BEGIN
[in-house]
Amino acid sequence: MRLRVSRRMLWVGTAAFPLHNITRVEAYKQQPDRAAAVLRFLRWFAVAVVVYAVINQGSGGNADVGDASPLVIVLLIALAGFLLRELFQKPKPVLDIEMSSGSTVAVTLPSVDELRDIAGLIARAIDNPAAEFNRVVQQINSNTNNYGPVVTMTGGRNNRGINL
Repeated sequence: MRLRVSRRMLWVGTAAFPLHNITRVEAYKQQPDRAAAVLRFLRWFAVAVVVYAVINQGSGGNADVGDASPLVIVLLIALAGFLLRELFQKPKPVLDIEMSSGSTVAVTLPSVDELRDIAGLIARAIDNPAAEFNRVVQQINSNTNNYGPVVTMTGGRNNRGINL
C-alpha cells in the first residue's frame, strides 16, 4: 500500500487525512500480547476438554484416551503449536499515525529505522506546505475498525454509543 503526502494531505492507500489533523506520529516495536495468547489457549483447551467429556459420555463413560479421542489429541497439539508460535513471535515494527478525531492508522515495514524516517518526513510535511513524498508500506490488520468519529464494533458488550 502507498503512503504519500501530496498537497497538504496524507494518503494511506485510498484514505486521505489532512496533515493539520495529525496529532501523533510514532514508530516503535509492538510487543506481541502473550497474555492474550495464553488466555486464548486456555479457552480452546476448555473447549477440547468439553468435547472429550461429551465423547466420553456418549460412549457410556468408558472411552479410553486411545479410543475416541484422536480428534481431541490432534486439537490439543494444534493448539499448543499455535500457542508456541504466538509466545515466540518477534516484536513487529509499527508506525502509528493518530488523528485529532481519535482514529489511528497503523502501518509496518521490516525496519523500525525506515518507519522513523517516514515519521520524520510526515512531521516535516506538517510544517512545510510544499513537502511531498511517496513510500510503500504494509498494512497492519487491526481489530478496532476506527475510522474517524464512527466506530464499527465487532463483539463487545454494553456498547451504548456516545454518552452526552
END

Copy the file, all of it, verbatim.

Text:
[in-house]
Amino acid sequence: MRLRVSRRMLWVGTAAFPLHNITRVEAYKQQPDRAAAVLRFLRWFAVAVVVYAVINQGSGGNADVGDASPLVIVLLIALAGFLLRELFQKPKPVLDIEMSSGSTVAVTLPSVDELRDIAGLIARAIDNPAAEFNRVVQQINSNTNNYGPVVTMTGGRNNRGINL
Repeated sequence: MRLRVSRRMLWVGTAAFPLHNITRVEAYKQQPDRAAAVLRFLRWFAVAVVVYAVINQGSGGNADVGDASPLVIVLLIALAGFLLRELFQKPKPVLDIEMSSGSTVAVTLPSVDELRDIAGLIARAIDNPAAEFNRVVQQINSNTNNYGPVVTMTGGRNNRGINL
C-alpha cells in the first residue's frame, strides 16, 4: 500500500487525512500480547476438554484416551503449536499515525529505522506546505475498525454509543 503526502494531505492507500489533523506520529516495536495468547489457549483447551467429556459420555463413560479421542489429541497439539508460535513471535515494527478525531492508522515495514524516517518526513510535511513524498508500506490488520468519529464494533458488550 502507498503512503504519500501530496498537497497538504496524507494518503494511506485510498484514505486521505489532512496533515493539520495529525496529532501523533510514532514508530516503535509492538510487543506481541502473550497474555492474550495464553488466555486464548486456555479457552480452546476448555473447549477440547468439553468435547472429550461429551465423547466420553456418549460412549457410556468408558472411552479410553486411545479410543475416541484422536480428534481431541490432534486439537490439543494444534493448539499448543499455535500457542508456541504466538509466545515466540518477534516484536513487529509499527508506525502509528493518530488523528485529532481519535482514529489511528497503523502501518509496518521490516525496519523500525525506515518507519522513523517516514515519521520524520510526515512531521516535516506538517510544517512545510510544499513537502511531498511517496513510500510503500504494509498494512497492519487491526481489530478496532476506527475510522474517524464512527466506530464499527465487532463483539463487545454494553456498547451504548456516545454518552452526552